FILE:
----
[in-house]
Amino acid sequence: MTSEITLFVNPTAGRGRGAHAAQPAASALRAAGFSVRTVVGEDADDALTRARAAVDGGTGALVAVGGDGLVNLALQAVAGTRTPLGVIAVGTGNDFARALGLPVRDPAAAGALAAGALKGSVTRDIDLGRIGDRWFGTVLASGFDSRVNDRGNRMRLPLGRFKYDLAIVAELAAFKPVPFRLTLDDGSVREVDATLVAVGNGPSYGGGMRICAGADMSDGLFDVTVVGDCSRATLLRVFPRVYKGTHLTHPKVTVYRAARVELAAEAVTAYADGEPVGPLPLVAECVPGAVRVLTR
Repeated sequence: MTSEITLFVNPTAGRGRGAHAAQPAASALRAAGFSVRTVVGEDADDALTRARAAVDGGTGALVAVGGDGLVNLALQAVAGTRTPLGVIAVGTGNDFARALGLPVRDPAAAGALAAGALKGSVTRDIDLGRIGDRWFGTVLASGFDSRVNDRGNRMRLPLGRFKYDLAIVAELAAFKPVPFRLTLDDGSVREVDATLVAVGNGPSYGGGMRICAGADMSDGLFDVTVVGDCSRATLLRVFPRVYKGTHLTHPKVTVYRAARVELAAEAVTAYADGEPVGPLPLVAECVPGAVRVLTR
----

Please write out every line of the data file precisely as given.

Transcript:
[in-house]
Amino acid sequence: MTSEITLFVNPTAGRGRGAHAAQPAASALRAAGFSVRTVVGEDADDALTRARAAVDGGTGALVAVGGDGLVNLALQAVAGTRTPLGVIAVGTGNDFARALGLPVRDPAAAGALAAGALKGSVTRDIDLGRIGDRWFGTVLASGFDSRVNDRGNRMRLPLGRFKYDLAIVAELAAFKPVPFRLTLDDGSVREVDATLVAVGNGPSYGGGMRICAGADMSDGLFDVTVVGDCSRATLLRVFPRVYKGTHLTHPKVTVYRAARVELAAEAVTAYADGEPVGPLPLVAECVPGAVRVLTR
Repeated sequence: MTSEITLFVNPTAGRGRGAHAAQPAASALRAAGFSVRTVVGEDADDALTRARAAVDGGTGALVAVGGDGLVNLALQAVAGTRTPLGVIAVGTGNDFARALGLPVRDPAAAGALAAGALKGSVTRDIDLGRIGDRWFGTVLASGFDSRVNDRGNRMRLPLGRFKYDLAIVAELAAFKPVPFRLTLDDGSVREVDATLVAVGNGPSYGGGMRICAGADMSDGLFDVTVVGDCSRATLLRVFPRVYKGTHLTHPKVTVYRAARVELAAEAVTAYADGEPVGPLPLVAECVPGAVRVLTR